AP Sports Writer
BOSTON (AP) -- The Boston Red Sox and St. Louis Cardinals tied for the best record in baseball in the regular season. Each team led its league in runs, with solid starting pitching and a dominant closer emerging midway through the season.
But if you're looking for a favorite in the World Series that begins at Fenway Park on Wednesday, it's got to be the Red Sox -- by a whisker.
Boston's dugout is overflowing with facial hair these days, part of a bonding ritual that began when Jonny Gomes showed up scruffy at spring training.
"It just sort of grew," catcher David Ross said.
Gomes is Patient Zero in Boston's beard brigade, allowing his to grow out over the course of the season into an ear-to-ear wedge of fuzz. As his teammates joined in, the beards became a way for them to bond and a symbol of the improved clubhouse chemistry that helped erase the memory of a last-place finish in 2012. Anticipating a potential victory parade like the ones in 2004 and '07, when the team rode amphibious vehicles through the city, the Boston Herald dubbed the team "Duck Boat Dynasty."
The Boston beards, like the players they are attached to, all have nicknames. Jarrod Saltalamacchia is known as "Salty" to teammates who don't want to pronounce (or spell) his surname, and his beard is "The Saltine." Canadian Ryan Dempster's is "The Canuck." David Ross' whiskers, with their streak of gray down the middle, are known as "The Wolf," but the rest of him is known by the pedestrian and predictable nickname "Rossie." How does he feel knowing his beard has a better nickname than he does? "You can call me anything you want," Ross said, "as long as you're my teammate."
David Ortiz has grown out the close-cropped, well-groomed stubble he's had since he arrived in Boston in 2003, but it's still more like the fairway than the rough. That may have saved him some trouble after his game-tying grand slam in Game 2 of the AL championship series: The hairs on his chinny chin chin aren't long enough for his teammates to tug on in what has become a traditional dugout celebration. "It hurts a lot," said Mike Carp, a.k.a. "The Freshwater." ''But usually if you're yanked on, your adrenaline is so full you don't care."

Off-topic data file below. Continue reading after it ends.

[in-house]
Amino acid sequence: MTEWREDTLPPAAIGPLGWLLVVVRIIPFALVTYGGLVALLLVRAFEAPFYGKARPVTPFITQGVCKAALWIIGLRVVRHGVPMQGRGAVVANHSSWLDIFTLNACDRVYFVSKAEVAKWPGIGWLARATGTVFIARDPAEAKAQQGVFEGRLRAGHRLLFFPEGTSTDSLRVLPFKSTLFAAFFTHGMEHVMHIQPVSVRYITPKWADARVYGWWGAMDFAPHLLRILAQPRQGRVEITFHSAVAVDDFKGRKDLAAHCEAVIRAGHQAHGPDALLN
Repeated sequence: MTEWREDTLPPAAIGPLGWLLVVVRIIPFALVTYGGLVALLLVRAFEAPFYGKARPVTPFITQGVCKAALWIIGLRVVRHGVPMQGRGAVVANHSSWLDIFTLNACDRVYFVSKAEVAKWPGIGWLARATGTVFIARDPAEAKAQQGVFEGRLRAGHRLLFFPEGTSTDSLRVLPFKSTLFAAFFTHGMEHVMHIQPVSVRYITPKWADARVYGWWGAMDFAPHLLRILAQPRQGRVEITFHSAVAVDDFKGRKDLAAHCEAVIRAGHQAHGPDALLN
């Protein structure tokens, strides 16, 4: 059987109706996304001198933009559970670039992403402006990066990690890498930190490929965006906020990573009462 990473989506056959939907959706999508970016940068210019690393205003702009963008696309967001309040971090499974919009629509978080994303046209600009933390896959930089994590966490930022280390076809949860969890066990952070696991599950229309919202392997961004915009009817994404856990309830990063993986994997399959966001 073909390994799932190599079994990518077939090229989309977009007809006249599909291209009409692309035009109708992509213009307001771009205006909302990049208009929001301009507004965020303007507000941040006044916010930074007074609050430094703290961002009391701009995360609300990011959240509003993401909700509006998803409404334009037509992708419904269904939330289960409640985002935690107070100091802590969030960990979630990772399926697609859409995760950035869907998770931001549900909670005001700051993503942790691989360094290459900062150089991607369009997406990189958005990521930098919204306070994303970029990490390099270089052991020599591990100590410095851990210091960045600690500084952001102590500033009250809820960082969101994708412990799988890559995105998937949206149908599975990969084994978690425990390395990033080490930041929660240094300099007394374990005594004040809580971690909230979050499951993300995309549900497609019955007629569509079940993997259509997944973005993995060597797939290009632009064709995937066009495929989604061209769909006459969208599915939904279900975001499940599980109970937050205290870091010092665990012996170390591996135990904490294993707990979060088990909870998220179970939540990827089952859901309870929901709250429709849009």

Measured by volume, Mike Napoli's beard is the leader in the clubhouse. "He's got a full caveman thing going there," reliever Brandon Workman said. "Napoli: Everybody's got to respect that." One of the first to swear off shaving, Napoli has developed a full orchestra of chin music known as "The Siesta." ''There's probably stuff hidden in there," Carp said. "He's probably got money and all kinds of stuff in there."
Outfielder Jacoby Ellsbury was successful on 52 of 56 stolen base attempts during the season. Quintin Berry was added to the playoff roster solely to pinch-run for slower teammates. But diminutive Dustin Pedroia has them both beat in sheer beard-growing speed. "Pedroia, he went from looking like a 12-year-old to a caveman in three days," Ross said. Pedroia tried to talk Ross into bailing on their band of bearded brothers earlier in the season before Napoli intervened. "I said, 'No. You can't cut it off.'" Napoli said. "I got mad at (Ross) and he ended up keeping it."
To Ross, the beards are more than just the face of the franchise. "We find fun stuff to take up our time," he said. "We all buy into what each other's doing. It says a lot about our team." The beards are a bonding exercise for a couple of dozen guys who spend half of the six-month season traveling together, and the other half sitting around the clubhouse for hours, talking baseball. "It's really a big love affair of teammates pulling for each other," Carp said.
Pity poor Xander Bogaerts. Just turned 21, he is struggling to fit in. Not on the diamond, where he worked his way into the lineup in the middle of the AL championship series, but in the beard department. "I am trying to, but it's not coming," said the Red Sox infielder, who has a peach fuzz mustache and a low-grade scruff only on his chin. "He hasn't even reached puberty yet," Napoli said. "When he gets there, I think he'll be able to grow one."
Workman had more luck. Called up in August from the minor leagues, where the organization has a clean-shaven policy, he took one look around the clubhouse and knew what he had to do. "Everyone had one," Workman said. "I could tell I needed to have one, too." Two months later, his effort is still in progress. "This is the best I can do," he said, "but I'm working on it."